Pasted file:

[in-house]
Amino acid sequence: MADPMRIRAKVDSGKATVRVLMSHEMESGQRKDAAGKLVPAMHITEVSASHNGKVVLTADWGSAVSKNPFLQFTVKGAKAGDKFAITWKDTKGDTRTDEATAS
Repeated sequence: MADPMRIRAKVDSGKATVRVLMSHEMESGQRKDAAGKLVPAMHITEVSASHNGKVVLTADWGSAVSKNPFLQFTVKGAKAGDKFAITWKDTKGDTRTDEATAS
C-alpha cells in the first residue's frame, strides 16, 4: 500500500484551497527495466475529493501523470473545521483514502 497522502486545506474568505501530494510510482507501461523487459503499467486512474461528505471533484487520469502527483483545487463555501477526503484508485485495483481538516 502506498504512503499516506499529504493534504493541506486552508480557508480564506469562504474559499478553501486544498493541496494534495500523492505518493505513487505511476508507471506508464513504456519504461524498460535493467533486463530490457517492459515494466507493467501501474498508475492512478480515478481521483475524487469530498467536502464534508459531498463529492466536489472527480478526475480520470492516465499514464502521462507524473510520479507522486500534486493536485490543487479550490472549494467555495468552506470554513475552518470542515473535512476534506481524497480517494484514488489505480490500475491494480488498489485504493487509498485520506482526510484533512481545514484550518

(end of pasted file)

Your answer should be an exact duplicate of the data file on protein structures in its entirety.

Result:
[in-house]
Amino acid sequence: MADPMRIRAKVDSGKATVRVLMSHEMESGQRKDAAGKLVPAMHITEVSASHNGKVVLTADWGSAVSKNPFLQFTVKGAKAGDKFAITWKDTKGDTRTDEATAS
Repeated sequence: MADPMRIRAKVDSGKATVRVLMSHEMESGQRKDAAGKLVPAMHITEVSASHNGKVVLTADWGSAVSKNPFLQFTVKGAKAGDKFAITWKDTKGDTRTDEATAS
C-alpha cells in the first residue's frame, strides 16, 4: 500500500484551497527495466475529493501523470473545521483514502 497522502486545506474568505501530494510510482507501461523487459503499467486512474461528505471533484487520469502527483483545487463555501477526503484508485485495483481538516 502506498504512503499516506499529504493534504493541506486552508480557508480564506469562504474559499478553501486544498493541496494534495500523492505518493505513487505511476508507471506508464513504456519504461524498460535493467533486463530490457517492459515494466507493467501501474498508475492512478480515478481521483475524487469530498467536502464534508459531498463529492466536489472527480478526475480520470492516465499514464502521462507524473510520479507522486500534486493536485490543487479550490472549494467555495468552506470554513475552518470542515473535512476534506481524497480517494484514488489505480490500475491494480488498489485504493487509498485520506482526510484533512481545514484550518